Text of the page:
Sunday, October 2, 2016

Belarus Trip Report

Europe is done as I've now visited every single county.  All 50.  By far the most difficult country to cross off the list was Belarus but it certainly was worth it.  Even with the ordeals of sorting out my tourist visa and the travel drama of actually flying here.

For western tourists, Minsk is one of the least visited European capitals.  So I'm pretty happy that I've made it.  Minsk was great!








I really enjoyed just walking around the city and marvelling at the large, Soviet-style architecture.  It really gave me the feel that this is  somewhat how things were like in the Soviet Union.

The city was exceptionally clean.  Of course, everywhere I turned there was someone in a uniform.  I couldn't tell you was a city police officer, metropolitan police, transit police, army, military cadet, young pioneer, etc.  But if having that much security around means that things stay clean then it's worth it.  I only saw tagging once and it was being cleaned off.

Minsk metro map
I did lots of walking but getting around was quite easy.  Public transportation was cheap as chips.  A ride on the metro only costs about 30¢.  I purchased a 10 day transit card, good for up to 42 trips on the bus, trolly, tram or metro, for only $8.




The Minsk metro was the ninth metro system built in the Soviet Union.


At Lenin Station


The metro stations are very clean and all of the Soviet-era symbols are still present.  The metro handles about 800,000 people per day and each station has its own theme.

The only confusing thing was the names of some of the stations.  Many of the stations have two names.  The old Russian name and the new Belarusian name.  Many of the maps or directions that people give you on the street use the old Russian version.  For example, most people call October Square - Площадь Октябрьская (Oktyabrskaya) but it is announced as Плошча Кастрычніцкая (Kastryčnickaja).  But it's fine once you sort out what is what.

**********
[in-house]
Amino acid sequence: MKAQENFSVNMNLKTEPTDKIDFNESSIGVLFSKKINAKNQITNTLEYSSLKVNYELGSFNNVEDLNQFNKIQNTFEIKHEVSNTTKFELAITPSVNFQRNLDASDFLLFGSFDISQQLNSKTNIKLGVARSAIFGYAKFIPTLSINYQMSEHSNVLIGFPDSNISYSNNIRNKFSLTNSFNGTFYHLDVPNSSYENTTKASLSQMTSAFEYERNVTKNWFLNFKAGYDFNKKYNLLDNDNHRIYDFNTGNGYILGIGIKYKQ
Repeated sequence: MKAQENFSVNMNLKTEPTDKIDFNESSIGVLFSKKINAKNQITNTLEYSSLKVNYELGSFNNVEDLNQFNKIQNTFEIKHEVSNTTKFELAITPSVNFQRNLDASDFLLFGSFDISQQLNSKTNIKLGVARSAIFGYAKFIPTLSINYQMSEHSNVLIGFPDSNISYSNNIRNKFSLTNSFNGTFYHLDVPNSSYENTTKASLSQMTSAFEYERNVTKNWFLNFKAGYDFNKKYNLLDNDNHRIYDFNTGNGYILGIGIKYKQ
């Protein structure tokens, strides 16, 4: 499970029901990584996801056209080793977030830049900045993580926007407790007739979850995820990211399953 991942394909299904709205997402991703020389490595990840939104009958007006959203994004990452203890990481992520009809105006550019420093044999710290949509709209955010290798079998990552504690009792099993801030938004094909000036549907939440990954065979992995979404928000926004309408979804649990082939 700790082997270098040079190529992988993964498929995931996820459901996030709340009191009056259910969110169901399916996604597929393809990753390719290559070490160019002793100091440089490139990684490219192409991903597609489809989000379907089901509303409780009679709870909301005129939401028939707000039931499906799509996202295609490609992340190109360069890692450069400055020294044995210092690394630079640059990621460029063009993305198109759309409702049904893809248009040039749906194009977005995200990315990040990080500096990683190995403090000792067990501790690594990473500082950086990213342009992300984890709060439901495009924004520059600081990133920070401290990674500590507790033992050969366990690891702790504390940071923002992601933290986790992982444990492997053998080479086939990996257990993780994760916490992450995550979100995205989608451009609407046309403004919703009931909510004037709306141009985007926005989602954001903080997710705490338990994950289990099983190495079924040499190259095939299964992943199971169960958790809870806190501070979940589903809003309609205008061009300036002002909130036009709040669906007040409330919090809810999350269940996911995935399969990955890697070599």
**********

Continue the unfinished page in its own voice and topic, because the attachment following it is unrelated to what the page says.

The money was a bit interesting.  Before July there were no coins; only paper notes.  The new currency devalued everything by 1,000 and introduced coins.  The old currency is still in use and there are currency posters everywhere.

I paid for a coffee with coins and got my change back (0,20 rubles) back, half in the new coin and half with the old paper bill.

It was funny watching people pay for things because no one knows how to deal with coins.  Most people just put their hand out with the coins and let the cashier take what was needed.  I'm so used to the Czech system where you are supposed to make life easier for the cashiers that when I did it here people were surprised.

I did a number of tours which worked out quite well.  I'm pretty proud of myself for doing all of the tours in Russian.  After the third or fourth day, I found out that some of my fellow travellers actually could speak at least a little English.

The only drawback was that my tour to Grodno was cancelled.  But I finally made it to Brest which was the main reason to visit Belarus.  Overall, it was a great get away.  Definitely worth another visit.

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